Annie Gilbertson Education Reporter

Staff Headshots
Contact Annie Gilbertson

Annie Gilbertson is an Education Reporter for Southern California Public Radio, covering the Los Angeles Unified School District.

Before joining KPCC, Annie worked for the Southern Education Desk, a CPB-funded project that brought together radio, television and web reporters across the South. She focused her reporting on issues of race and poverty in schools - and brings her experience covering issues of inequality to Southern California. Her work has been featured by NPR, Deutsche Welle, Huffington Post, NBC and Chicago Public Radio, among others.

Annie grew up in Huntington Beach, California. She got hooked on radio reporting in college at Auburn University, where she graduated with a degree in English. When she’s not geeking-out over spreadsheets, you can find her taking dance classes and driving endlessly around Los Angeles.

Got a story idea? Annie would love to hear it. Email her at .

Stories by Annie Gilbertson

LA school board race: Quiz your candidates

Do Alex Johnson or George McKenna know what ails South L.A.? What do you want to know before you cast your vote?

Magnolia charter network pleads for judge to reopen schools

L.A. Unified closed two Magnolia Public Schools charter schools, pointing to mismanagement, but a judge Thursday gave several reasons to reopen the schools.

LA schools shaving mental health for special ed students

LAUSD was praised for boosting counselors for students in foster care, but a closer look at the budget shows many counselors may be transitioning from special education.

Charter schools: Audit finds missing, misused funds at LA network

For years, Magnolia Public Schools bank account and books didn't match. Two of the schools were closed, and now the entire network is under investigation.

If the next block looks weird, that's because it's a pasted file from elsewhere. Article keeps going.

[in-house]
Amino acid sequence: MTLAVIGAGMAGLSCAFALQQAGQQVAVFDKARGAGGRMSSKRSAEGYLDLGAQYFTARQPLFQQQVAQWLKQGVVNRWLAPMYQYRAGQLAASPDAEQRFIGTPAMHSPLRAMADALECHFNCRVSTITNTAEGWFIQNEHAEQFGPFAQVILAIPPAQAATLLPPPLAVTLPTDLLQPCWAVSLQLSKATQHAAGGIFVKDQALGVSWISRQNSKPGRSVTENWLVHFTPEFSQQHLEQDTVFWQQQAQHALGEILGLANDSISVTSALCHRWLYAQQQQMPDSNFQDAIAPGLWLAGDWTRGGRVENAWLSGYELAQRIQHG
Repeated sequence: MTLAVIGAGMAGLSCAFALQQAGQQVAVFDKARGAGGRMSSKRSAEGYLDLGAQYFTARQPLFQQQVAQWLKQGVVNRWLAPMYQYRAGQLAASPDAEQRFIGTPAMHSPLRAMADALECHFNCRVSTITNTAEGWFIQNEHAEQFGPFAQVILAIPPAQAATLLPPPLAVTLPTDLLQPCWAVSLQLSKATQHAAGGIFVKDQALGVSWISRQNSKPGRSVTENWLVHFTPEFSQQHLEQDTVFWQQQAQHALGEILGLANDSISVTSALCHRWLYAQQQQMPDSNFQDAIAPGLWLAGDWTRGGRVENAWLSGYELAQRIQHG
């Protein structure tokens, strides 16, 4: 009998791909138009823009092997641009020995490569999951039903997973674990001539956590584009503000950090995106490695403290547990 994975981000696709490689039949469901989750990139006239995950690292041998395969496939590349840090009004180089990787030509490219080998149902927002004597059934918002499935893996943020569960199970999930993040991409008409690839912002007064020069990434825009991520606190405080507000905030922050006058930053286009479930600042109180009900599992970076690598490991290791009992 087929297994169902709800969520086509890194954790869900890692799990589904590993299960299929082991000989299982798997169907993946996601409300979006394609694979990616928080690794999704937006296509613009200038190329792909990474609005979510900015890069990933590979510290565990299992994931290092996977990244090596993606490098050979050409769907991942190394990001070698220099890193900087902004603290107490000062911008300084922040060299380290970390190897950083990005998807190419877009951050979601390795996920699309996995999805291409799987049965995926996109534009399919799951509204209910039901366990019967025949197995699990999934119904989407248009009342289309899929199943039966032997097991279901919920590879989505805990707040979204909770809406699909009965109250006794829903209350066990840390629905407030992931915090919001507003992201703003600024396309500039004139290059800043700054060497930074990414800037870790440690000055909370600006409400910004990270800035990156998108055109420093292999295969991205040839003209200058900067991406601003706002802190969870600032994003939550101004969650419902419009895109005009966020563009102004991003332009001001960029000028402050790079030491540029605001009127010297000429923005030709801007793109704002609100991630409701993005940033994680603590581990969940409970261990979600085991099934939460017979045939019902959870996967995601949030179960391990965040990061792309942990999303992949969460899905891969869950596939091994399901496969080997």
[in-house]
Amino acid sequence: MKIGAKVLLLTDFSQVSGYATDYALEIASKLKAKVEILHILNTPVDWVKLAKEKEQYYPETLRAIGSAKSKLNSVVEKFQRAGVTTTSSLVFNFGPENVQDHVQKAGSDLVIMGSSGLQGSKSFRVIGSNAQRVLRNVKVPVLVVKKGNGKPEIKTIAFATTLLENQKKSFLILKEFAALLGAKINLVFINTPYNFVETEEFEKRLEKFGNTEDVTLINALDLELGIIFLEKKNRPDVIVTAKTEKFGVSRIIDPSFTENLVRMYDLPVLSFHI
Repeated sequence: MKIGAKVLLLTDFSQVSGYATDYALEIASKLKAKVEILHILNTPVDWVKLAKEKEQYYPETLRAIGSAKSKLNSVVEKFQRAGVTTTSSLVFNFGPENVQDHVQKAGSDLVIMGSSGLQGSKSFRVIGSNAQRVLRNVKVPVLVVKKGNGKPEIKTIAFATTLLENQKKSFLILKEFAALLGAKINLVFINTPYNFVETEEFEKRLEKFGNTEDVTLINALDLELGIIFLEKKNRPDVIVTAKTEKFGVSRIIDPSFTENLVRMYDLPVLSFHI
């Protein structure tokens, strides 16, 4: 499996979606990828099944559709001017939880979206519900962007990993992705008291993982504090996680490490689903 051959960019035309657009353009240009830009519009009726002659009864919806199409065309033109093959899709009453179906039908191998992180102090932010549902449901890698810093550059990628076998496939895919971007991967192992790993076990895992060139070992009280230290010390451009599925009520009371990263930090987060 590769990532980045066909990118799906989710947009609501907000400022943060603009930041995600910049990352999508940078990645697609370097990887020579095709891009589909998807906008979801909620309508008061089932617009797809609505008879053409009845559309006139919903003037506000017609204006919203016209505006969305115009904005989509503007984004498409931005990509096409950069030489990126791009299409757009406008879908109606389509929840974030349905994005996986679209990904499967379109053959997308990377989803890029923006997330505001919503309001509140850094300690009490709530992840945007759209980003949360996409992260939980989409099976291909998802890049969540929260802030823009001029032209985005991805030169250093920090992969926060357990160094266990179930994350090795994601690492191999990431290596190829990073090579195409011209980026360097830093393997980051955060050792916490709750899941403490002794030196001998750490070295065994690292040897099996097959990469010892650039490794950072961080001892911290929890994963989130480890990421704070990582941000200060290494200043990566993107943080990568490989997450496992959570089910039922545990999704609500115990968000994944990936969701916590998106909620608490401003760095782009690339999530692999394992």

LA schools: 'English learner' tests incorrectly label bilingual kids

Is it too easy to get in English learning programs in California — and too hard to get out? One Torrance girl has been incorrectly labeled for five years.

Lawsuit claims LA elementary schools skipping PE

As part of a large class-action lawsuit, school staff are being asked to hold on to all records showing how much physical education is being provided to students.

How do you teach students to ask questions?

Some experts say teaching students to ask questions will keep them engaged in school and make them more sophisticated thinkers.

LA school board president elected to 2nd term

Richard Vladovic's first year was of change: new funding, more iPads and a new set of learning standards.

iPads year 2: LA schools to launch teacher prep course

The L.A. Unified school district will deliver more tablets and laptops to students this fall. To prepare, teachers will soon be required to take a technology course.

Dust off those shelves: LA schools adding 200 library aides

Hundreds of Los Angeles Unified school libraries were shuttered since the recession. As school funds recover, many will be reopening in the fall.

LA school board passes $7.3 billion budget

Under new funding laws, Los Angeles Unified is expanding services to low-income students, foster youth and those learning English.

California not testing enough special education students

Federal officials say few California special education students are on grade level and many aren't even tested. If reforms aren't met, funds could be withheld.

This labor union wants to support schools

The union representing cafeteria workers, bus drivers and other school workers is starting a program offering health and mental health care in low-income schools.

Bypassing media, LA school fundraiser creates news blog

A new blog dedicated to all things L.A. Unified launched by LA Fund, an organization co-founded by Superintendent John Deasy.

Literacy program saved, but LA schools budget unchanged

The school board left a $7.3 billion budget mostly unchanged Tuesday. Administrators will find $500,000 to save a literacy program. The board also reinstated an iPad critic to an oversight committee.